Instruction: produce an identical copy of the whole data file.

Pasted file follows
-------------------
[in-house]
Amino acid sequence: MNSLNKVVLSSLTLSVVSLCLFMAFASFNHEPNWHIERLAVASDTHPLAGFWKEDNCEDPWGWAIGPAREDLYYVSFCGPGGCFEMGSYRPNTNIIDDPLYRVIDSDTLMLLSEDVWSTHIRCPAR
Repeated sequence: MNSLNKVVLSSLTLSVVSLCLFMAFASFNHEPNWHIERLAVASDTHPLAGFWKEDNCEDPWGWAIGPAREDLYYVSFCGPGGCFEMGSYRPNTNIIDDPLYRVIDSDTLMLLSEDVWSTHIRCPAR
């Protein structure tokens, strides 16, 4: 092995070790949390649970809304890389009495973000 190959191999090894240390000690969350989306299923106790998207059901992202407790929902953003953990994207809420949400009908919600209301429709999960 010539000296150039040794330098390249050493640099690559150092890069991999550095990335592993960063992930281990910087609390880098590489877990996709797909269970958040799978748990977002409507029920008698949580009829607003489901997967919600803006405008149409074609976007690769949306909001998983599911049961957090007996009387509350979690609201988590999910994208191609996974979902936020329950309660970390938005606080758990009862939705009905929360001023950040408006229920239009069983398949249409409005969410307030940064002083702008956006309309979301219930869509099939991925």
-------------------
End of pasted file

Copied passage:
[in-house]
Amino acid sequence: MNSLNKVVLSSLTLSVVSLCLFMAFASFNHEPNWHIERLAVASDTHPLAGFWKEDNCEDPWGWAIGPAREDLYYVSFCGPGGCFEMGSYRPNTNIIDDPLYRVIDSDTLMLLSEDVWSTHIRCPAR
Repeated sequence: MNSLNKVVLSSLTLSVVSLCLFMAFASFNHEPNWHIERLAVASDTHPLAGFWKEDNCEDPWGWAIGPAREDLYYVSFCGPGGCFEMGSYRPNTNIIDDPLYRVIDSDTLMLLSEDVWSTHIRCPAR
């Protein structure tokens, strides 16, 4: 092995070790949390649970809304890389009495973000 190959191999090894240390000690969350989306299923106790998207059901992202407790929902953003953990994207809420949400009908919600209301429709999960 010539000296150039040794330098390249050493640099690559150092890069991999550095990335592993960063992930281990910087609390880098590489877990996709797909269970958040799978748990977002409507029920008698949580009829607003489901997967919600803006405008149409074609976007690769949306909001998983599911049961957090007996009387509350979690609201988590999910994208191609996974979902936020329950309660970390938005606080758990009862939705009905929360001023950040408006229920239009069983398949249409409005969410307030940064002083702008956006309309979301219930869509099939991925």